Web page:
(More pictures to come as more of the steps are completed)


Change of Mind

I wonder, sometimes, why it is difficult to have a change of mind about something? Its as difficult to have a change of heart about someone.

Our culture makes it easy to fall in love because all the books and movies are there, and they end happily ever after (at least the movies made in this country). We are not taught to say good-bye, or taught how to release, or taught how to change our minds.

If you read my last post, I wrote about the Flying Geese pattern and how I made myself a kit. I really don't want to make that particular quilt, and attempted to convince myself I could build it into something wonderful. This morning, I woke up with the realization, that I could it break up and re-distribute the pieces of fabric for other projects.

I wonder how many times in my life have I hung onto something that really wasn't quite working, and really wasn't in my best interest. Yes, its true that I could negotiate, could compromise, could make do.

However, I tossed this 'kit' to the bottom of my project container with no intention to even look at it today, next week, next month and maybe next year. I was willing to let it take up space. I was willing to let it be a UFO (unfinished object), even though I knew it had become undesirable.

I threw the pattern into the trash basket and will integrate the fabrics into the stash so that they can be pulled out for use in other quilts.

Today is the day that I do not settle for less than what I want.

Wednesday, August 28, 2013

The cost of freedom

When such a major project went off the table as happened this week, there is suddenly an emptiness that became hard to fill. I kicked around the house today, and pulled out various UFO's to test my interest in them. I went from project to project and wasn't inspired to bring them to the machine.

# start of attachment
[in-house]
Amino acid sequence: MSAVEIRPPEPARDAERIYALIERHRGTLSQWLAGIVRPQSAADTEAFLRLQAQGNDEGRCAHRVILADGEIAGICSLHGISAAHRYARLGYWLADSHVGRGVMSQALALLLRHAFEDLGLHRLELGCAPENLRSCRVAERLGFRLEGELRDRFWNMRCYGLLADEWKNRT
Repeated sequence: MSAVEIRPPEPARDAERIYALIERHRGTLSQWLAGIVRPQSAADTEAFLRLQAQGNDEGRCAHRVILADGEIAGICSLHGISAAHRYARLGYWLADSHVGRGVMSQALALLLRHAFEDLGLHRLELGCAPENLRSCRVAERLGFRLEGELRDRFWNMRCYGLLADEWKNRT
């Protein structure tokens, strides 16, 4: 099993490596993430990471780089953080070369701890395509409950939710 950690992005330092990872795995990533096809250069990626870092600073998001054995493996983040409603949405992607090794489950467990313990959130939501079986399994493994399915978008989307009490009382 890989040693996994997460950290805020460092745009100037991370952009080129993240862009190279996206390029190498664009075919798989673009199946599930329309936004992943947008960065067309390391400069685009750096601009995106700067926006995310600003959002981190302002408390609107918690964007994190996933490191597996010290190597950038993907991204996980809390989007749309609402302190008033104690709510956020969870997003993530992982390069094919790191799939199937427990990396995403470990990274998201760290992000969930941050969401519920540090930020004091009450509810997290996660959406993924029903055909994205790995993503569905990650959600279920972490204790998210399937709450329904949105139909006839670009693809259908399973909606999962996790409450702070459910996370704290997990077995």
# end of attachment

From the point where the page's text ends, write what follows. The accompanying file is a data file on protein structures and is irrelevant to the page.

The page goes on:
After going online, I found my favorite batting will be on sale at JoAnn's with free delivery, given as an incentive to spend $50. What I want to buy will easily be over $50. This saves me a trip, and gas the trip would take to get out of town. You probably remember I live in a small town with stores about an hour away. Shopping online is simply a smart choice for me.

After checking all my 'to do' lists, there was one entry that said: Review Flying Geese. Ah ha. This is an early pattern I found in the early stages of my quilting experiences. I really didn't know what I was doing all those years ago, so put together my own 'kits'. 

Kits, by the way, sell upwards from $50 to several hundred. A store owner will create her sample, and then cut the fabrics to make the same quilt as her sample. In this way, a quilter can come into the store, see what she likes and leave without spending time pulling bolts of cotton from the shelves.